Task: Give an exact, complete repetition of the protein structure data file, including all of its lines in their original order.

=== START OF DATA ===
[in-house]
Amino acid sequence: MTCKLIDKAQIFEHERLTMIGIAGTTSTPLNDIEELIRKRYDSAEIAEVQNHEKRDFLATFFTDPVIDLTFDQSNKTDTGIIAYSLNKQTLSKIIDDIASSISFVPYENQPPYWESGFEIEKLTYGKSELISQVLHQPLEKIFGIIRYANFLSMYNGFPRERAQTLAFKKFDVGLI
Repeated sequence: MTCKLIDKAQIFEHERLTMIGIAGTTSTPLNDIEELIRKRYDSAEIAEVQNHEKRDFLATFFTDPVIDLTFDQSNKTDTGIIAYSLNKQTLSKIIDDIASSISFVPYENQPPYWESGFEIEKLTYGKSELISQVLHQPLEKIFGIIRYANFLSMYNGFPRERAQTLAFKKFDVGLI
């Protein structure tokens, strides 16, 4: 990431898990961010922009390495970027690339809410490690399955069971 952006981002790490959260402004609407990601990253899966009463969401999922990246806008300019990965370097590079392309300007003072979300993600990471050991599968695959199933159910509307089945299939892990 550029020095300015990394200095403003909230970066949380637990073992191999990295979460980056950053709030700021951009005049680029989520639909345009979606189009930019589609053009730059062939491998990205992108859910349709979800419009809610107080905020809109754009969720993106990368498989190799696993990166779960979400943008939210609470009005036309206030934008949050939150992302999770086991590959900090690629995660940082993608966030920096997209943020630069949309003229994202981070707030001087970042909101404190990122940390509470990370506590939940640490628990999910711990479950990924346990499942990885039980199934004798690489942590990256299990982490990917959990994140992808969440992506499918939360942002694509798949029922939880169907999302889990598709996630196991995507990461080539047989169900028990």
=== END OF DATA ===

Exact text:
[in-house]
Amino acid sequence: MTCKLIDKAQIFEHERLTMIGIAGTTSTPLNDIEELIRKRYDSAEIAEVQNHEKRDFLATFFTDPVIDLTFDQSNKTDTGIIAYSLNKQTLSKIIDDIASSISFVPYENQPPYWESGFEIEKLTYGKSELISQVLHQPLEKIFGIIRYANFLSMYNGFPRERAQTLAFKKFDVGLI
Repeated sequence: MTCKLIDKAQIFEHERLTMIGIAGTTSTPLNDIEELIRKRYDSAEIAEVQNHEKRDFLATFFTDPVIDLTFDQSNKTDTGIIAYSLNKQTLSKIIDDIASSISFVPYENQPPYWESGFEIEKLTYGKSELISQVLHQPLEKIFGIIRYANFLSMYNGFPRERAQTLAFKKFDVGLI
């Protein structure tokens, strides 16, 4: 990431898990961010922009390495970027690339809410490690399955069971 952006981002790490959260402004609407990601990253899966009463969401999922990246806008300019990965370097590079392309300007003072979300993600990471050991599968695959199933159910509307089945299939892990 550029020095300015990394200095403003909230970066949380637990073992191999990295979460980056950053709030700021951009005049680029989520639909345009979606189009930019589609053009730059062939491998990205992108859910349709979800419009809610107080905020809109754009969720993106990368498989190799696993990166779960979400943008939210609470009005036309206030934008949050939150992302999770086991590959900090690629995660940082993608966030920096997209943020630069949309003229994202981070707030001087970042909101404190990122940390509470990370506590939940640490628990999910711990479950990924346990499942990885039980199934004798690489942590990256299990982490990917959990994140992808969440992506499918939360942002694509798949029922939880169907999302889990598709996630196991995507990461080539047989169900028990």